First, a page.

Is president’s stance fuelling racism in Canada?
TORONTO — Canada has long prided itself on being a multicultural nation that values inclusion, opening its borders to refugees and immigrants, no matter their ethnicity or religion.
But has U.S. President Donald Trump’s Muslim travel ban, his promise to build a wall on the Mexican border and months of pre-election anti-immigrant rhetoric led to a rise in racial intolerance in this country?
Or has such discrimination been bubbling below the surface within some segments of Canadian society, and Trump’s world view and policies have merely validated such sentiments, granting like-minded people tacit permission to voice racist comments and perform hateful acts, where they might not have before?
“I think absolutely the boundaries are porous, the borders are porous, so anything that happens in the U.S. obviously affects us,” said sociologist Barbara Perry, a global hate crime expert at the University of Ontario Institute of Technology in Oshawa.
“We get the same Twitter feeds, we hear the same sound bites on television and radio and in the print media as well. Clearly the messages are crossing the border.”
And those messages do seem to be resonating with some Canadians, said Perry, pointing to a flurry of anti-Muslim postings on social media that followed last month’s Quebec City mosque shooting.
“I’m not a big user of social media, but even someone like me who’s at arm’s length can see the freedom people are feeling to express some pretty vicious and violent sentiments,” she said, noting that the ability to remain anonymous makes it easier to voice “politically incorrect” opinions.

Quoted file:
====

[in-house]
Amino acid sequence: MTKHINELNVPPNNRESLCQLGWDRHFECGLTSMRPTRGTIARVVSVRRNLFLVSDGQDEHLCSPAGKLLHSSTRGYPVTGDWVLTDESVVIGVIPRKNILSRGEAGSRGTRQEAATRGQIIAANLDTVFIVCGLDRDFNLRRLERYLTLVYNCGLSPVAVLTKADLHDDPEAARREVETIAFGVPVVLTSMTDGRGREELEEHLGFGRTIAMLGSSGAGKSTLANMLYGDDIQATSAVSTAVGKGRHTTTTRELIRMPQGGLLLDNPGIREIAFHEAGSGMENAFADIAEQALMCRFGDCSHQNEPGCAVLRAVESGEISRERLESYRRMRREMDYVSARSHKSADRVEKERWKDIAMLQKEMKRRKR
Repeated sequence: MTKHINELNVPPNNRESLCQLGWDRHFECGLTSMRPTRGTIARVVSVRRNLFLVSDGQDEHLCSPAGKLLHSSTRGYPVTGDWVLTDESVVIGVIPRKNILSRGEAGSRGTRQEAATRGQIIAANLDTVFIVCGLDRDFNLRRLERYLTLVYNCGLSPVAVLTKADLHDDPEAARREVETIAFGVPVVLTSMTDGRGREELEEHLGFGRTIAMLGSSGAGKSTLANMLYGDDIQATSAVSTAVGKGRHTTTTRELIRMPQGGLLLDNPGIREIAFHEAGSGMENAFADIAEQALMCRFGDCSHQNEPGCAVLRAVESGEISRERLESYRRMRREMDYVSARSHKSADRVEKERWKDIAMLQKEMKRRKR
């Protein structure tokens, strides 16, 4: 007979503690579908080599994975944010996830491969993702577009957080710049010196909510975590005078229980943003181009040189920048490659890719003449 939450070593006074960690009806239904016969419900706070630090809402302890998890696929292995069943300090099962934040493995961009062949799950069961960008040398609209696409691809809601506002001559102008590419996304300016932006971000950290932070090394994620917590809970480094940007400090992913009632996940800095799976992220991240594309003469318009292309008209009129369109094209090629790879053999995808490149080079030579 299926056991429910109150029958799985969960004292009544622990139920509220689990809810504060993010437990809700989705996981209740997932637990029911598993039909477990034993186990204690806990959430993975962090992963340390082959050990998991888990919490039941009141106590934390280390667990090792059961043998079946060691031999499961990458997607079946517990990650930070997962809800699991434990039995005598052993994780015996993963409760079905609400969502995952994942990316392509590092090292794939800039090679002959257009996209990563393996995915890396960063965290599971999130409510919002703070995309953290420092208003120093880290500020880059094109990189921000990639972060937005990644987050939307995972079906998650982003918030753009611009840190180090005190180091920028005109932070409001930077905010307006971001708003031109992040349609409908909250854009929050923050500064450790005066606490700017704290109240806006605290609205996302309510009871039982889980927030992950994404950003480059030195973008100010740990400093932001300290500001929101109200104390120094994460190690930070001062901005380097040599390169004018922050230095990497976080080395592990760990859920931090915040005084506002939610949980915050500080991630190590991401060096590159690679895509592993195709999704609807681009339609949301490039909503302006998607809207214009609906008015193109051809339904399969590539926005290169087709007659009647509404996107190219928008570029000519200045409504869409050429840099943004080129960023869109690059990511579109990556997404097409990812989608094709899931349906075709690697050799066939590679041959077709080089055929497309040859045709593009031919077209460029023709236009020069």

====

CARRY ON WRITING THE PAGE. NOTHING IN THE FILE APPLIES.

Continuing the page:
“You might not say something out loud or you might not sign your name to something ... (being) expressed online, but if nobody can see your face because you’ve got a picture of a cute little kitty cat as your avatar, then you don’t suffer repercussions, you don’t think anyone’s going to call you out in the same way they would in a more public and face-to-face venue.”
Still, it’s important to recognize that Canada is hardly innocent when it comes to discriminatory attitudes and policies, said Rima Wilkes, a professor of sociology at the University of British Columbia, pointing to the maltreatment of indigenous people, the 1923 Chinese Exclusion Act, and the internment of Japanese-Canadians and the refusal to accept Jews fleeing Nazi Germany during the Second World War.
Perry believes many Canadians are in denial about how commonly racially motivated acts occur in this country — she frequently hears from her students about how they or their families have been targeted — and that polls over the last five to 10 years suggest a sizable proportion of the population is resistant to immigration and in particular to newcomers from Muslim countries.
“It’s more like we’re finally paying attention to it and acknowledging that it happens,” she said of discrimination, which may be more overt in the last few months.
On the flip side, the Trump administration’s travel ban and the Quebec City mosque massacre seem to have had a unifying effect among those who renounce racial intolerance, giving rise to rallies and vigils across the country to demonstrate support for Canadians of all ethnic and religious backgrounds.
Amanda Hohmann, national director of the League for Human Rights of B’nai Brith Canada, said that anti-Semitic incidents across the country in the last few months appear to be down, compared to the same period a year ago.
“I think people are paying attention now where they weren’t maybe paying attention before because of what’s going on in this political climate,” said Hohmann, who is based in Toronto
People gather near the Quebec Islamic Cultural Centre after a mass shooting in Quebec City.